Evolution to FCC: Exempt Small Ops From Security Rules
The FCC has yet to decide if it will pursue new separable video security rules that would succeed the CableCARD and apply to all MVPDs, but a vendor that works with many tier 2/3 MSOs has urged the Commission to give special consideration to smaller operators if it ultimately decides to pull the trigger on such an initiative.
Evolution Digital, a maker of set-tops and video software aimed at helping cable operators transition to IP-based platforms, argued that smaller operators would have difficulty carrying the financial burden required to implement IP-based solutions prematurely, and that if the FCC does go for a rulemaking, it should be applied to larger MVPDs that have access to more financial and engineering resources.
Evolution Digital presented its argument in a letter to the FCC dated August 21 that was co-authored by Brent Smith, CTO of Evolution Digital, and Eric Hybertson, Evolution’s senior director of product engineering. Smith is a member of the Downloadable Security Technology Advisory Committee (DSTAC), the FCC-appointed group that will present its recommendations to the Commission tomorrow (August 28). Hybertson is Smith’s designated alternate to the DSTAC.
While Evolution is helping small- and mid-sized operators transition their networks and CPE devices to IP, “the economics of rural cable require them to take a more cautious and financially conservative approach," Smith and Hybertson wrote.
They recommended that the FCC exclude them from any rulemaking that would “unduly burden them to implement IP-based video solutions before they are capable of doing so.”
As a precedent in this area, they cited the FCC 12-126 rulemaking that exempted smaller operators from having to support IP-enabled devices to ensure compatibility between cable service and CE equipment, but did require commitments from the six largest incumbent cable operators.
Evolution suggested, in light of recent MVPD consolidation (i.e. Charter’s proposed acquisitions of Time Warner Cable and Bright House Networks), that the FCC limit any future rulemaking to the top four incumbent U.S. MVPDs (post-deal, that would be: Comcast, Charter, Cox Communications and Cablevision). Post-deal, those MSOs would represent 86% of all U.S. cable subs.
The DSTAC, formed in January after the passing of the STELAR Act, legislation that will sunset the current set-top security integration ban in December 2015, has been chewing on potential downloadable video security approaches that could succeed the CableCARD and apply to not just cable operators, but also to telcos and satellite TV providers.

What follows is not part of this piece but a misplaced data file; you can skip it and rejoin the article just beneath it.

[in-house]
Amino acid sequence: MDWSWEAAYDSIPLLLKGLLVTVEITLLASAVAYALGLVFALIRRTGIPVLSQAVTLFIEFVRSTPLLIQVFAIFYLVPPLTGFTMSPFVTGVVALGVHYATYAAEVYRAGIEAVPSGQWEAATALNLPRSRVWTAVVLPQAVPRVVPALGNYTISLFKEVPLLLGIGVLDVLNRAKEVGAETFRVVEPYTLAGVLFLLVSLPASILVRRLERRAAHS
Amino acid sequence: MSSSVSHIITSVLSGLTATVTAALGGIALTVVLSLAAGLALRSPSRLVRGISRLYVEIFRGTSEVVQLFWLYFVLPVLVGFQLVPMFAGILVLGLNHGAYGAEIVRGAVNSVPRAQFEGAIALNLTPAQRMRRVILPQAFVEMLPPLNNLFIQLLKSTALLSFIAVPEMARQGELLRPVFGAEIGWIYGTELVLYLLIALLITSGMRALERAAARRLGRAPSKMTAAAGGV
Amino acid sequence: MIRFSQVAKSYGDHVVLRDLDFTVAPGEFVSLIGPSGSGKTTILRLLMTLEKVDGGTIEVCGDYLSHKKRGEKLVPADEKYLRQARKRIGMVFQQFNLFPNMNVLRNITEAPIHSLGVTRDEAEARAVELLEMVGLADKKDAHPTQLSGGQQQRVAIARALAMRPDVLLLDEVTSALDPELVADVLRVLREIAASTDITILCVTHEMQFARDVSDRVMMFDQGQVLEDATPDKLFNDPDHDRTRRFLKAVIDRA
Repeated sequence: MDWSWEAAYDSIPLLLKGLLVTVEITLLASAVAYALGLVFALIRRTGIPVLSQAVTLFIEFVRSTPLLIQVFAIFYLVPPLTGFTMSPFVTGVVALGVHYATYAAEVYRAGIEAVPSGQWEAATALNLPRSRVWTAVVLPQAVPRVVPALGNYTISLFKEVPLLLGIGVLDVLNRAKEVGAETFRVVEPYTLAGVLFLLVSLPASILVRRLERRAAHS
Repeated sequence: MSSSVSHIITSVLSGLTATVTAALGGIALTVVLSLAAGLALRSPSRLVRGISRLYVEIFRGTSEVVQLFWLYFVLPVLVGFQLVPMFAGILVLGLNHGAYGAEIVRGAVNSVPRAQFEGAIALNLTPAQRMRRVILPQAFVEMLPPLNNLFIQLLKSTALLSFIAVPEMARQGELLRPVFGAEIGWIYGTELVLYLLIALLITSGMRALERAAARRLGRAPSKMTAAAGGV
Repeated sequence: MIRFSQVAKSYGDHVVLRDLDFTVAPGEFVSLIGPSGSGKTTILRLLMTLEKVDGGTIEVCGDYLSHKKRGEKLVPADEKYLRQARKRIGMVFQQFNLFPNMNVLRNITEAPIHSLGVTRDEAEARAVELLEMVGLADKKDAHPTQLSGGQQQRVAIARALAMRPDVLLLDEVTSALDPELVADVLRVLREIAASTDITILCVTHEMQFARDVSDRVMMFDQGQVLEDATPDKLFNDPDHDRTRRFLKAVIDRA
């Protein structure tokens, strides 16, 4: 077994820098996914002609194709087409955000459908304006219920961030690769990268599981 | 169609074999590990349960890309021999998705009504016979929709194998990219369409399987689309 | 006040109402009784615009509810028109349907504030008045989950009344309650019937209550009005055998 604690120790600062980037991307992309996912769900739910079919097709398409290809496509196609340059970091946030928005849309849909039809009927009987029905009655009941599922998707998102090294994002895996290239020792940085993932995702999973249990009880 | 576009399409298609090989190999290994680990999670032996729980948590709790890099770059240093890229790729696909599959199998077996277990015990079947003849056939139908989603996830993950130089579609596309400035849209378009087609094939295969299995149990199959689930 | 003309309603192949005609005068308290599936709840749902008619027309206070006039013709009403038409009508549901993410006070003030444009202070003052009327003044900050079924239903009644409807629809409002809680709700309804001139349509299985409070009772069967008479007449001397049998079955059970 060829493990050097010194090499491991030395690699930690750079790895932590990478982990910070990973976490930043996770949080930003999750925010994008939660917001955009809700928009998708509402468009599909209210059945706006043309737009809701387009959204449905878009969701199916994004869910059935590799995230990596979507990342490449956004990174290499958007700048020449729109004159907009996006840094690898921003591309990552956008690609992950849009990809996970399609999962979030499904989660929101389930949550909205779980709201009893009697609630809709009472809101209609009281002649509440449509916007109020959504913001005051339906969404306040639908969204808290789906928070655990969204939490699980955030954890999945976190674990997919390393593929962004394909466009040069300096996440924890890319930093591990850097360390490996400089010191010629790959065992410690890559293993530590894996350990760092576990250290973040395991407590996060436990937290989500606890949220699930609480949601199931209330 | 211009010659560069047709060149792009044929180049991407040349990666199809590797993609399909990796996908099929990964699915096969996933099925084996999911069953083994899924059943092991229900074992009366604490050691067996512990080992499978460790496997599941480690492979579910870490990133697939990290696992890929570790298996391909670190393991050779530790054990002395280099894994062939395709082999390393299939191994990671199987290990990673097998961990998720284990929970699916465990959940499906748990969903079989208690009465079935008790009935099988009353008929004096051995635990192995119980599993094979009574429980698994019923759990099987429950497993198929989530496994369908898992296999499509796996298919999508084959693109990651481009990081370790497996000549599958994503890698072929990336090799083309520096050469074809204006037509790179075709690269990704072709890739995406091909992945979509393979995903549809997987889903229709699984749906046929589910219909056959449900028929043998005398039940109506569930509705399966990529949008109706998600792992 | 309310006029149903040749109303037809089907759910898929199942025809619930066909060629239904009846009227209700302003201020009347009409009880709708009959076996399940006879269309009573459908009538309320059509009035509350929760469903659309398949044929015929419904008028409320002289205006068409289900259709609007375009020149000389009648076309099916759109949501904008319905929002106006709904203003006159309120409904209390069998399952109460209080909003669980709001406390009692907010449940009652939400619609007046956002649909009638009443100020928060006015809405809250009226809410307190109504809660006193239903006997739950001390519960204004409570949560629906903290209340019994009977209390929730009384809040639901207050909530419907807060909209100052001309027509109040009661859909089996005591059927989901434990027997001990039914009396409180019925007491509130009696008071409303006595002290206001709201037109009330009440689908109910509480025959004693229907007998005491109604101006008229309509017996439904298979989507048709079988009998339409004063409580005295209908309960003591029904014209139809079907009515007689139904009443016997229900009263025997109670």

The DSTAC is tasked to file its recommendations to the FCC by Sept. 4; it will present them tomorrow.
Heading into that meeting, the group has been challenged to come together on a unified proposal (subscription required) as two different angles have surfaced.
The first proposal, “WG3 HTML5 Security APIs,” abstracts security for applications to run on consumer devices, which Evolution argues, “is not viable for any MVPD, regardless of size” and that it would force small cable operators to implement a second scenario – IP simulcast.
IP simulcast, Evolution said, is unduly burdensome to smaller operators because it would require additional spectrum and that it would require them to support a format (and additional equipment and processes) that is in addition to the original three formats – analog NTSC transport, digital QAM transport protected by legacy security, and TV Everywhere apps that rely on security that is proprietary to each app.
Adding spectrum to accommodate another format (IP simulcast) is cost prohibitive for small operators, Evolution said, noting that the costs could run into the tens or hundreds of millions of dollars and “put many of the smaller operators out of business.”
If the FCC ends up going with rules that apply the WG3 HTML5 Security APIs Proposal, Evolution said, smaller operators should be given a waiver.
The other DSTAC proposal – the “Virtual Headend System” – requires services to be streamed in IP – either via the operator’s access network (the cloud) or a “local cloud” that makes that conversion using an in-home device.
The cloud delivery option, Evolution said, requires IP simulcast, which, as it already argued, is a non-starter for smaller ops. As for the local cloud option, that’s similar to an AllVid proposal that the cable industry has rejected. But if the FCC ultimately goes with a rulemaking centered on the Virtual Headend System, Evolution said, the Commission should also provide small ops with a “complete waiver.”
The fireworks start tomorrow at 10 a.m. ET.
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